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Missing The Boat: Emeritus Professor of History Peter H. Wood Explores an Ancient American Mystery

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On December 2, join us at the Center for Documentary Studies for a talk by Peter H. Wood, Emeritus Professor of History at Duke University, exploring the history of trade and transportation in ancient America and a much-debated, missing piece of an archaeological puzzle.

Dugout Canoes on the Mississippi and Missouri Rivers: Recovering America’s Deep Past 
Wednesday, December 2, 6 p.m.
Center for Documentary Studies Auditorium
1317 W. Pettigrew St., Durham, North Carolina

Nearly 1,000 years ago, trade goods flowed into the great site of Cahokia, on the Mississippi River near modern-day St. Louis. By land or water? Professor Wood’s current research suggests answers to this longstanding mystery. Perhaps because we have not intertwined several unduly separate fields—Native American history, archaeology, material culture history, and early French and Spanish narratives of American exploration—generations of scholars have overlooked one of the largest, most important, and most intriguing objects in Mississippian culture: the huge wooden “dugout” canoe.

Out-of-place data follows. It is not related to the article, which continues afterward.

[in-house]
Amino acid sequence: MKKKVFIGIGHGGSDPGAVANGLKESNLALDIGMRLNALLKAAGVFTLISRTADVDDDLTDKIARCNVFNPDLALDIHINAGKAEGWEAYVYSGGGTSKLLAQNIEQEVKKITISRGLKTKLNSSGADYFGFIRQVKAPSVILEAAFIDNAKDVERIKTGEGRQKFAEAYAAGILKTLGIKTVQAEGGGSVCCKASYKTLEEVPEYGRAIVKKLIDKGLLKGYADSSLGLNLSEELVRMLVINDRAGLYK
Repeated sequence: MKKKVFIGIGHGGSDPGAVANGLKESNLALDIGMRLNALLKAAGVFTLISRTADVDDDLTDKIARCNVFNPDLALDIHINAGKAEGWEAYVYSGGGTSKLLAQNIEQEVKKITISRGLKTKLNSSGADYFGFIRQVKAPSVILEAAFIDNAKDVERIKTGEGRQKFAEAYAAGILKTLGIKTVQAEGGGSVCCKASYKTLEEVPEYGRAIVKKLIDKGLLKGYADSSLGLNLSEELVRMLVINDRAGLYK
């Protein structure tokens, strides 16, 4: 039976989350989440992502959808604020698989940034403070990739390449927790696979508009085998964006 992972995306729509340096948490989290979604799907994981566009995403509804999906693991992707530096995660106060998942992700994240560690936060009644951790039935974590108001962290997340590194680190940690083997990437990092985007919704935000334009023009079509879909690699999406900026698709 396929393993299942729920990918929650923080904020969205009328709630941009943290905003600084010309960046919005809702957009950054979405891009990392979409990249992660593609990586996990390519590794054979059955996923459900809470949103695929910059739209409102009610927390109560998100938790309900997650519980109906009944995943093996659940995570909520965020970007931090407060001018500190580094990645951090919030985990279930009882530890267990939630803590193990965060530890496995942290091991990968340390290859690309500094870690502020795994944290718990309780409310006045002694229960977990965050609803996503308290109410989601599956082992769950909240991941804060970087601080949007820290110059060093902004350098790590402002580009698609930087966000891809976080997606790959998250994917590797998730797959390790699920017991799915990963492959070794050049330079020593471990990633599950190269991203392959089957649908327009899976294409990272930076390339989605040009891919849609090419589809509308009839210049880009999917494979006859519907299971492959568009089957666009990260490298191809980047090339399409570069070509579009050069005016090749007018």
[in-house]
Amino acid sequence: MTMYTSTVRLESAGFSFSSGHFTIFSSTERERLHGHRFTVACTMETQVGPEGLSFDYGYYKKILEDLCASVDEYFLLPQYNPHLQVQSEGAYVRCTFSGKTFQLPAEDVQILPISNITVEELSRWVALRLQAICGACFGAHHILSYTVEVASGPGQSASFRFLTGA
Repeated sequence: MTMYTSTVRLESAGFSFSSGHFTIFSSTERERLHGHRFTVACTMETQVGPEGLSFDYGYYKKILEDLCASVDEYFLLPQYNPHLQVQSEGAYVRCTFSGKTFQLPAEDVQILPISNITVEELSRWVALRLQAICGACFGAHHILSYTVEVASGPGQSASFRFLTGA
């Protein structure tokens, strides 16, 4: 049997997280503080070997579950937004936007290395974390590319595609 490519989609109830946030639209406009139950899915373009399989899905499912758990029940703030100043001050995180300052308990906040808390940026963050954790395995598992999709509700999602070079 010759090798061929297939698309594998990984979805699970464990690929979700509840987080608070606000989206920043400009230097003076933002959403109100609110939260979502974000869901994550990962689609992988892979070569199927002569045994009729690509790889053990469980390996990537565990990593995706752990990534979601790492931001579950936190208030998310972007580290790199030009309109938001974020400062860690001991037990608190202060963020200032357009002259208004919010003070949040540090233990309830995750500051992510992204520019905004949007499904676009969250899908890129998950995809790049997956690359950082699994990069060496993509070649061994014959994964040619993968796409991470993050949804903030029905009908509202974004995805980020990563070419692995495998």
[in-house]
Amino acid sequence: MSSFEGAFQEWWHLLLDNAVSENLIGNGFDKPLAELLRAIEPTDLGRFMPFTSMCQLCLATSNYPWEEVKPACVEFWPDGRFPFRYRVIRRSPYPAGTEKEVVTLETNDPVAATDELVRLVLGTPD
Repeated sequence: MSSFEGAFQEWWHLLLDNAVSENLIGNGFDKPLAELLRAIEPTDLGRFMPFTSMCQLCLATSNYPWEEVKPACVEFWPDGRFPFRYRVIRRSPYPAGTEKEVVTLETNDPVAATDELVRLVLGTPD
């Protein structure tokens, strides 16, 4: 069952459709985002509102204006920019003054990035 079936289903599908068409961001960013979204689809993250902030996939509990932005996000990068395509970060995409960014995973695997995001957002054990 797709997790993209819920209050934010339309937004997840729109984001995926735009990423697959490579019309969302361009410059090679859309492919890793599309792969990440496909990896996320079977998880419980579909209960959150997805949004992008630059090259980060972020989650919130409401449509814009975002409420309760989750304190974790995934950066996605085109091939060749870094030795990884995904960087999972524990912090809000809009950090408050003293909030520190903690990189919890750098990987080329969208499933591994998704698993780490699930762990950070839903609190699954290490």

Peter H. Wood spent his scholarly career at Duke, teaching Early American history, Native American history, and the history of documentary film; he received the Asher Distinguished Teaching Award of the American Historical Association in 2011. Wood is the author of Black Majority, Strange New Land: Africans in Colonial America, Near Andersonville: Winslow Homer’s Civil War, and the influential U.S. History survey text, Created Equal, now entering its fifth edition. He lives in Colorado with his wife, Pulitzer Prize–winning historian Elizabeth Fenn.

Sponsored by Duke University’s Center for Documentary Studies, History Department, and Forum for Scholars and Publics; the UNC American Studies Department; and the Forest History Society.

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